I’m still trying to get over the fact we’re into football season already. Monday night has millions of people glued to televisions for their pro games. This past week a news brief reported on Minnesota Vikings player Percy Harvin, who lost consciousness and had to leave practice in an ambulance on August 19th. It was a scary incident that led to, of all things, a sleep test.
Harvin is a long-time sufferer of migraines, and at first he thought his collapse on the field was solely related to another headache. But it turns out that his problem is much simpler than that: an overnight sleep test determined that Harvin has sleep apnea. Eight times during the sleep test he stopped breathing for up to ten seconds at a time. The doctors suspect Harvin wasn’t getting enough oxygen while sleeping, which clearly affected his performance during the day.
The reason I call Harvin’s problem “simple” is because migraines can be very challenging to prevent and treat. They are still quite a mystery. But sleep apnea has a clear solution that works on many people. The CPAP device helps regulate a person’s breathing while sleeping, and no sooner did Harvin start using one than his sleep was transformed. And so was his track record with migraines: he no longer needs medication for them. I guess a good night’s sleep is enough to keep his migraines in check.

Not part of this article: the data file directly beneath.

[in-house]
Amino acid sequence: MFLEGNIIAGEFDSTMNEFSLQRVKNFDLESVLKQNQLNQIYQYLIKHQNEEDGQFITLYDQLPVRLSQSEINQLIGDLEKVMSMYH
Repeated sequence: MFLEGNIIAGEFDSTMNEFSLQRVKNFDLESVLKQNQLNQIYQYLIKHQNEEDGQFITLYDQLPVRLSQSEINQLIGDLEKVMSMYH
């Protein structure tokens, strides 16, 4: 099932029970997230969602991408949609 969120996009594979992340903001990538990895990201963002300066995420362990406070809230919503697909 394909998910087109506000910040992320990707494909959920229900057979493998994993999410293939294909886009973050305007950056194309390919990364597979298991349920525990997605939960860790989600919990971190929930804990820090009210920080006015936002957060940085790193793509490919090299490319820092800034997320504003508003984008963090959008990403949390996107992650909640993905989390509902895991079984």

Harvin’s recent experience brings to light a lot of similar health concerns for football players:
- The nature of the sport raises their risk for physical injury, head trauma, and fractures.
- Defensive players are encouraged to keep a certain amount of weight on, so they tend to be “overweight” according to standard body-mass-index charts, and live with a heighted risk for heart disease, diabetes and stroke, etc.
- Having a sleep disorder exacerbates these risks.
But here’s something interesting: a new study shoots down prior studies that have suggested that the prevalence of sleep disordered breathing (SDB) among NFL players is disproportionately high. According to this latest study, which examined a total of 137 active veteran players from 6 NFL teams, SDB wasn’t nearly as pervasive among players as you’d imagine. It was “modest,” predominately “mild” and any SDB documented did not account for excess cardiovascular risk factors.
I admit, I was scratching my head at this one. I would have guessed that the scientists confirmed the obvious—that football players are more likely to have sleep disordered breathing, which in turn increases their risk for cardiovascular problems. What really surprised me was reading that linemen and non-linemen were no different in their prevalence or severity of SDB!
If there’s one takeaway to highlight here it’s the fact sleep can be the ticket to a reduced risk for headaches and migraines. There’s plenty of research to back this up. And you don’t have to be a professional football player to appreciate that!
Michael J. Breus, PhD
The Sleep Doctor™